How many of us “Baby Boomers” actually know when we’re going to retire? At this point, in our 50s and 60s, we’re likely reaching high points in our careers, in terms of earnings and fulfillment; or we have started completely new careers at midlife and have no intention of slowing down anytime soon. We’re healthier and more active than our parents were at this age, and, with ever-increasing life expectancies, it’s reasonable to envision not only living into our 70s and 80s, but also, living well and remaining vibrant. Sure, we’ll have Social Security (it won’t run out that soon, right?), but it won’t be enough to sustain our lifestyles, and we’ve watched the values of our retirement funds gyrate like roller-coaster rides over the past 10 years. Besides, we are the Boomers, the generation that kept refusing to grow up – we’ve finally learned to trust people over 30, but we’re nowhere near being “old enough to retire!”
And so, like us, many planned giving donors face similar uncertainties, especially those who establish charitable gift annuities. If donors in their 50s and 60s are thinking aboutestablishing deferred charitable gift annuities that won’t begin payments until their late 60s or 70s, why not encourage them instead to consider flexible deferred gift annuities? That way they can choose, at some point in the future, when they would like payments to begin. The best part is that the payout rate increases for each year deferred – as with Social Security, there is an incentive to delay payments as long as possible. This strategy allows the donor to derive the greatest benefits possible from a life income gift arrangement – provide support to the charity now, receive the income tax deduction now, enjoy the certainty of income in the future, and get rewarded for waiting. It’s an amazing gift arrangement – perfect for the Boomers.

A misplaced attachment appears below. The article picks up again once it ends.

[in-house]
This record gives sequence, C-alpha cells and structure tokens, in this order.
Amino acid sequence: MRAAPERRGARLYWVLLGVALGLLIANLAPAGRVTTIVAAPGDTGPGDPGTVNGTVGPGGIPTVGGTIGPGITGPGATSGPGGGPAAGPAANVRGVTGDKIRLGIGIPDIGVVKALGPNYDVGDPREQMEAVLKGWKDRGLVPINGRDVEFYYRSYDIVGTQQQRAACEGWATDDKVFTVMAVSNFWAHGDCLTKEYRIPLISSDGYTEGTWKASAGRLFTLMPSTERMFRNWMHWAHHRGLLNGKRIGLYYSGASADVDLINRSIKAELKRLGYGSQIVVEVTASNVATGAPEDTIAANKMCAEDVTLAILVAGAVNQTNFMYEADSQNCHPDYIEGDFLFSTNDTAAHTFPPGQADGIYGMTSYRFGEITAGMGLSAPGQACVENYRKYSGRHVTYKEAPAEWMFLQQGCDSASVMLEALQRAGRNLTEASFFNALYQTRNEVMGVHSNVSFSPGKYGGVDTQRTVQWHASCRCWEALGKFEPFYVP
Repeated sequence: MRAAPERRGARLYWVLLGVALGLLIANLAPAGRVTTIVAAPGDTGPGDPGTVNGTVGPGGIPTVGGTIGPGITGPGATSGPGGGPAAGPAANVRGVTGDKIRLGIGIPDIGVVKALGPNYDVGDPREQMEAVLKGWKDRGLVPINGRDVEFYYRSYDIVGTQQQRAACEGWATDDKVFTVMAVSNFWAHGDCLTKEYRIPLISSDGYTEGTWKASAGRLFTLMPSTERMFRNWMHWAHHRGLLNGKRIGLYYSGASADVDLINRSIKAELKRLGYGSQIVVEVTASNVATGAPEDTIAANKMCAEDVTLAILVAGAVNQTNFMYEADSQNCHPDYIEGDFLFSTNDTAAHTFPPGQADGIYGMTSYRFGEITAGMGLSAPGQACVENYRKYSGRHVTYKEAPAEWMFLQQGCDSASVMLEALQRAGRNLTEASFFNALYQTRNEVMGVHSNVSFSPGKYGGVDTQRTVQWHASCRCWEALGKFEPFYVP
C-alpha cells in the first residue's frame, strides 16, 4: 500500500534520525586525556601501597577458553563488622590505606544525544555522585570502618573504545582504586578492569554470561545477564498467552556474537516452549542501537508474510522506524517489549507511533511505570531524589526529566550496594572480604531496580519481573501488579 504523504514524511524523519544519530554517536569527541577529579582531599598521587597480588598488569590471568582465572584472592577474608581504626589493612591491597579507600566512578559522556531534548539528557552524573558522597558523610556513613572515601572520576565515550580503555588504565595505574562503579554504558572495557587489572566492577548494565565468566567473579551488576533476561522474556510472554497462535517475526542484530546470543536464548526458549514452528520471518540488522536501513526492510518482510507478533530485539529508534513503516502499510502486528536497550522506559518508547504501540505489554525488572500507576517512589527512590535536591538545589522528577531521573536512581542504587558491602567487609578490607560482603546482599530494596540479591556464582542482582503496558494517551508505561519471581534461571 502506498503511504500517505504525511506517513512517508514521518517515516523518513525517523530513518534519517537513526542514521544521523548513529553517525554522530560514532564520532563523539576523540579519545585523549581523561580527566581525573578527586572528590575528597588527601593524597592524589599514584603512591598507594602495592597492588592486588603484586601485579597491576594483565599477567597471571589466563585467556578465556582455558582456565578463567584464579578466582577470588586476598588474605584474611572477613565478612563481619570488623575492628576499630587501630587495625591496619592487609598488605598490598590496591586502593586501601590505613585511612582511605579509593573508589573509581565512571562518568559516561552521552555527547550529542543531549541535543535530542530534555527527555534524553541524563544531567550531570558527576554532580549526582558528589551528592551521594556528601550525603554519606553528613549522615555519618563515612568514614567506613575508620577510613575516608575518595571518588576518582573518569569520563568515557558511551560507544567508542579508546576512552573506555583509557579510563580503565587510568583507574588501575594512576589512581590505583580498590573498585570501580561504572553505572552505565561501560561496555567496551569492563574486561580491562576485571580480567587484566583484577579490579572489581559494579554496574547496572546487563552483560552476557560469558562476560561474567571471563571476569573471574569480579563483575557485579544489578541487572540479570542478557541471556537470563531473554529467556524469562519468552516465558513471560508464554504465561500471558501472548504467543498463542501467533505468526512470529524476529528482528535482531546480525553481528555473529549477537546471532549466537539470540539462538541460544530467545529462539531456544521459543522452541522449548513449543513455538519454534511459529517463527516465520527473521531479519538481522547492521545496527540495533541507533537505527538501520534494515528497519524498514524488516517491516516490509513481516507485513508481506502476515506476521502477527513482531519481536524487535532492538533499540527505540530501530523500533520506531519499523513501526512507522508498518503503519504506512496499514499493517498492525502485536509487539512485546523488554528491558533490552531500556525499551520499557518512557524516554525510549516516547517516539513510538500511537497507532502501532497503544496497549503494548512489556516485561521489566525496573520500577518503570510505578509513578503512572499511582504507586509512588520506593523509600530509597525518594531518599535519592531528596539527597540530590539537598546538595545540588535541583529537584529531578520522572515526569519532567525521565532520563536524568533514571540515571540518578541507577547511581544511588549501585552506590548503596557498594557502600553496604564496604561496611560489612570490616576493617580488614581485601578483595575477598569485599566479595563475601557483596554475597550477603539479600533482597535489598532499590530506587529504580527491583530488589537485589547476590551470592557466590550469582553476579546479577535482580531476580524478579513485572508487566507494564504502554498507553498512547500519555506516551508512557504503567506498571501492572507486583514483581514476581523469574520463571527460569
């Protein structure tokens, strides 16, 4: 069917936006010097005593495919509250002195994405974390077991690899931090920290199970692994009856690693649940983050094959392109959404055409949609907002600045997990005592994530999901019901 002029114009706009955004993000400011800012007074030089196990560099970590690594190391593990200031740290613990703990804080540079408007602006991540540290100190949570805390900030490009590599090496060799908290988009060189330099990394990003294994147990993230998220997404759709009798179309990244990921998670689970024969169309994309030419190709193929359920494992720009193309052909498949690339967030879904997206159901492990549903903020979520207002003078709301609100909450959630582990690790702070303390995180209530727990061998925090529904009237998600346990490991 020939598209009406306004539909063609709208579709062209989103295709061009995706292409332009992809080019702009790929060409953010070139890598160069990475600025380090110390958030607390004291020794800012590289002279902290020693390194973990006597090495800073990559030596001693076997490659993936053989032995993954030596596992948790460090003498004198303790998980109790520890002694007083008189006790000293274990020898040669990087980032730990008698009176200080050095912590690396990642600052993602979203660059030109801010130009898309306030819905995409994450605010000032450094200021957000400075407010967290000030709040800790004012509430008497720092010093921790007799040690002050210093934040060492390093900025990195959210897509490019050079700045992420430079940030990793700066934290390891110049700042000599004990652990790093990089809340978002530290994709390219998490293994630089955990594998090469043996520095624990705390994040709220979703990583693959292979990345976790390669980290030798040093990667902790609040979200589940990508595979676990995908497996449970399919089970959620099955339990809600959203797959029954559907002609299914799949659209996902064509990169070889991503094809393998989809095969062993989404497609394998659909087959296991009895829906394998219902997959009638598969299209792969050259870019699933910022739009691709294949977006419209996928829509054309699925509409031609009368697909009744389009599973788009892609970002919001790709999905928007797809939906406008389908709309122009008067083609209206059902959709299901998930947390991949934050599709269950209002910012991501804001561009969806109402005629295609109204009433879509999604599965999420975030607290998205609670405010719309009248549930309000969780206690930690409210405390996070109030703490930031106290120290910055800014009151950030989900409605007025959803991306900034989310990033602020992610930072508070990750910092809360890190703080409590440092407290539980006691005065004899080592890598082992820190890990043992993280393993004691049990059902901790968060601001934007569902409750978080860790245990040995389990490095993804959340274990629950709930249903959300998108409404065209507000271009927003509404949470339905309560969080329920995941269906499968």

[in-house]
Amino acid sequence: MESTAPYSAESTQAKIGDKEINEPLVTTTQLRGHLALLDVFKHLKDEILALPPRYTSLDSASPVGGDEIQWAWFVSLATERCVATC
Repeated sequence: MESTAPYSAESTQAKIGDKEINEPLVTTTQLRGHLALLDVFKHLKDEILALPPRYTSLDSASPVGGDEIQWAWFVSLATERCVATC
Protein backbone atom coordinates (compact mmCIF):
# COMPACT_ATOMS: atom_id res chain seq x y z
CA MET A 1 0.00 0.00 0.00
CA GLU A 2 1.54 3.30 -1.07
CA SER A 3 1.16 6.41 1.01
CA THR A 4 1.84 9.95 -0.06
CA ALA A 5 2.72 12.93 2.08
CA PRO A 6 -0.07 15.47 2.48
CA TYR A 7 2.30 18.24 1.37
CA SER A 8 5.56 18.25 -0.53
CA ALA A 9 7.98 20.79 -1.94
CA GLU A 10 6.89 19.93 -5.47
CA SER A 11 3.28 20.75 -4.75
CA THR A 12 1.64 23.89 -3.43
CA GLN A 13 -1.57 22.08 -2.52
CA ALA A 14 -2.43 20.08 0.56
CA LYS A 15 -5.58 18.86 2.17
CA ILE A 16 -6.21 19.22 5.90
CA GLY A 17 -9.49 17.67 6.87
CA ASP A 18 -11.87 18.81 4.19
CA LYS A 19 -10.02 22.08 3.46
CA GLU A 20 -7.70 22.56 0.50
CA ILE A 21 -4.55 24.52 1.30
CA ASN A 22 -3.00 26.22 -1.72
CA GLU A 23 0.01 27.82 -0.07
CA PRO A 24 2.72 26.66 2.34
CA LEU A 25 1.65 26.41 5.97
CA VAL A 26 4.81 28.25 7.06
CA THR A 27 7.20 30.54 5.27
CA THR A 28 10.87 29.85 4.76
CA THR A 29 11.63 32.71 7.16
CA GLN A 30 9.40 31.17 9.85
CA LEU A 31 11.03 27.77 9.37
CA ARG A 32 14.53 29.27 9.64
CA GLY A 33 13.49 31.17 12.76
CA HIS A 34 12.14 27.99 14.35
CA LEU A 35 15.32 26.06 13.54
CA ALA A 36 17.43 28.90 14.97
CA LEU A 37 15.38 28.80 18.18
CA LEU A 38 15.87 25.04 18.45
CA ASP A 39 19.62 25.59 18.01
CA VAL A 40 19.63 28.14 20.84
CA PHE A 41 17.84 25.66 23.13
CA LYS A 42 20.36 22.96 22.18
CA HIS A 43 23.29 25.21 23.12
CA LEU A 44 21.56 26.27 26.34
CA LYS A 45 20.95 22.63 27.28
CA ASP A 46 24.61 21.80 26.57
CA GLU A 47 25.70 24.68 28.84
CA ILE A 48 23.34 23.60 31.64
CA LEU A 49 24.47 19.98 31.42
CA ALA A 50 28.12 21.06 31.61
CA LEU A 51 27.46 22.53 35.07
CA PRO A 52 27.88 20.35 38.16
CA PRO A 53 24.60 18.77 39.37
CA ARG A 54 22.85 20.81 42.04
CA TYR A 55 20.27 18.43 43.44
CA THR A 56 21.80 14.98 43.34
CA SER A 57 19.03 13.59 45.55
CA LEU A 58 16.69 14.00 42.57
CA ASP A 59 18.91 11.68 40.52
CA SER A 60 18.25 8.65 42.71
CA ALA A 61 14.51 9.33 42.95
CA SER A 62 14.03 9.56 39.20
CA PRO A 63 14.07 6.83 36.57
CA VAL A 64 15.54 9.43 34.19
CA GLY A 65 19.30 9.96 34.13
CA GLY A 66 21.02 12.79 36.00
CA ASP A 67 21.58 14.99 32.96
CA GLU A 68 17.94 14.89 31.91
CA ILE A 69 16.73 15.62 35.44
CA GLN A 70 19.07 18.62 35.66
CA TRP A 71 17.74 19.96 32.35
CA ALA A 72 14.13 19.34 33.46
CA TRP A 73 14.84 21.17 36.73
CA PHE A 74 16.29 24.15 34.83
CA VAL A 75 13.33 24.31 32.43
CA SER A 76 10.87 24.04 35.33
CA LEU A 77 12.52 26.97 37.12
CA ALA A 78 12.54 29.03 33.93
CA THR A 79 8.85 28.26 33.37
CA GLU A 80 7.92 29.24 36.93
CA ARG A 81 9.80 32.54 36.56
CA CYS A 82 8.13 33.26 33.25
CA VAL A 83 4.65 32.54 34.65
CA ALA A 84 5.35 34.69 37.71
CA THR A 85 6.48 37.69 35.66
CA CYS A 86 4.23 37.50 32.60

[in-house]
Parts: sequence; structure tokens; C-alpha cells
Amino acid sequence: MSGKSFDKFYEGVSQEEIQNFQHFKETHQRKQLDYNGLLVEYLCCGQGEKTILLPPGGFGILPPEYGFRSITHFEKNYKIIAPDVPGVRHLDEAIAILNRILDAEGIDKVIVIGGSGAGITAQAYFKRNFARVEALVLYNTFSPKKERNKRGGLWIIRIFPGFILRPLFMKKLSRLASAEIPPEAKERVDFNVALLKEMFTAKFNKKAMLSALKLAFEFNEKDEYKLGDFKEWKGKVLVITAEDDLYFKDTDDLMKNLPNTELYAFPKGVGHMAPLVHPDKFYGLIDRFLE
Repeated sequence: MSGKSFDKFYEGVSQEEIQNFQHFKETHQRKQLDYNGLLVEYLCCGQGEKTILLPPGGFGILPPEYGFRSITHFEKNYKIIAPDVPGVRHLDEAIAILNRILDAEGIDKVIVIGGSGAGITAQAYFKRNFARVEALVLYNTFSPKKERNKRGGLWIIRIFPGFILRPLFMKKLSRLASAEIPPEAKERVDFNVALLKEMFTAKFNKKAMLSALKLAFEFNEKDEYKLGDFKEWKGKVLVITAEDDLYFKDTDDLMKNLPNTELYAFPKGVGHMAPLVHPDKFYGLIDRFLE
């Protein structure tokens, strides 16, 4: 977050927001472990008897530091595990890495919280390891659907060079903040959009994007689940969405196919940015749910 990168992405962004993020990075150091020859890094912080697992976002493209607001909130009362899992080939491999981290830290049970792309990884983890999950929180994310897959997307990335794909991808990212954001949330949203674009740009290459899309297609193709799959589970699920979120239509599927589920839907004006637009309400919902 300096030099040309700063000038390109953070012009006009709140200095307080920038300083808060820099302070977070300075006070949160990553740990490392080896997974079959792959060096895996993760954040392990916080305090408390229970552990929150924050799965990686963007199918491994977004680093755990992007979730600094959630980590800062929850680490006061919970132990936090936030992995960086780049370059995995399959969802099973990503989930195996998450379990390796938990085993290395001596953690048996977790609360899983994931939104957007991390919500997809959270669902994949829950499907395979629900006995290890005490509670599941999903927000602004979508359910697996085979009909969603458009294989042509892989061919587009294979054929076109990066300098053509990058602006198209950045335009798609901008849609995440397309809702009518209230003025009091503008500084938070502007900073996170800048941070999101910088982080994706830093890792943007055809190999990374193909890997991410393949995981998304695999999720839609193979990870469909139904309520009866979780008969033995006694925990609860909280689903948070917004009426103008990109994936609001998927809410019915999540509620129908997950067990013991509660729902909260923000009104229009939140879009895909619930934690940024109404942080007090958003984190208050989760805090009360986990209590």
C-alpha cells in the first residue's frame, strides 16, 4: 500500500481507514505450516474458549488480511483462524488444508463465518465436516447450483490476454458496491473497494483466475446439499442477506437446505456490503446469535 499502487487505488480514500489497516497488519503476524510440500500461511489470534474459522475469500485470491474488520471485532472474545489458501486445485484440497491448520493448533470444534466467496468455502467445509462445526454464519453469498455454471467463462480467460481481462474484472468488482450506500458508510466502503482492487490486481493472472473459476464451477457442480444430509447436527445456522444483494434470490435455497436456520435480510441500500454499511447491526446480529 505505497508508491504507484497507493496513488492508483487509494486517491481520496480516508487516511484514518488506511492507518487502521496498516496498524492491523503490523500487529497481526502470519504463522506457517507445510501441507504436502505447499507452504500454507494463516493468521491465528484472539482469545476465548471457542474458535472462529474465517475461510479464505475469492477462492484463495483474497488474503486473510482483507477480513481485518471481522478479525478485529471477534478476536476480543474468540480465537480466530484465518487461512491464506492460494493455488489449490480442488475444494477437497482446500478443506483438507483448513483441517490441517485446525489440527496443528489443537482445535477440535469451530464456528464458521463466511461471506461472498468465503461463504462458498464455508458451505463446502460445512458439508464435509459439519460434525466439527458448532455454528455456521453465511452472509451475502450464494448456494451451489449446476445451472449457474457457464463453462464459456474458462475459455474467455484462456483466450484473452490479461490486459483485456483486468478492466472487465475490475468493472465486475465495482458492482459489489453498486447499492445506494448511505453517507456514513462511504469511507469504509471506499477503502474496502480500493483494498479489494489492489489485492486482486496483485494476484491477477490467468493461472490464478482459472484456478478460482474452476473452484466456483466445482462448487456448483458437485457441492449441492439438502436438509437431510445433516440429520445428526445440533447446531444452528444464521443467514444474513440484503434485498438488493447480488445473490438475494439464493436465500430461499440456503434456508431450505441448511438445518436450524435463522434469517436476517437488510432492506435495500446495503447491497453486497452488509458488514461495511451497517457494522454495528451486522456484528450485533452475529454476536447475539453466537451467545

Deferred charitable gift annuities are certainly nothing new – they’ve been around almost as long as “regular” (immediate-payment) gift annuities. According to IRS rules, they must meet the minimum 10% estimated charitable remainder requirement to qualify for the income tax deduction and the special tax treatment – meaning that the payments are a combination of ordinary income and tax-free / capital gain distributions, typically over the life expectancies of the annuitants. They can make payments to one or two named persons for their lifetimes but they don’t start making payments until more than one full year after the date of funding. That’s the key distinction between regular gift annuities and deferred gift annuities. The payout rate is based primarilyon the annuitants’ ages at the date of first payment, but the rate is increased by the number of years that the payments are deferred.
We’ve seen scores of donors use deferred charitable gift annuities to supplement anticipated retirement income. Unlike a charitable remainder trust, the deferred charitable gift annuity can be structured to begin payments at a precise point in the future; moreover, the relatively low entry point of any type of gift annuity makes this gift arrangement available and popular with the vast numbers of donors who are not in the storied “one percent” – most organizations who offer gift annuities allow minimum funding levels of anywhere from $10,000 to $25,000. Those amounts are attractive and viable even for donors we consider upper middle class, which opens up life income gift programs to an extremely large prospective audience. We even see many donors establish multiple gift annuities over the course of several years, which is possible because of the low minimum requirements. In aggregate, these laddered gift annuities can provide a substantial boost to retirement income in later years. And remember, you can’t add appreciated securities to your IRA, but you can use them to create a gift annuity to supplement your income in retirement years.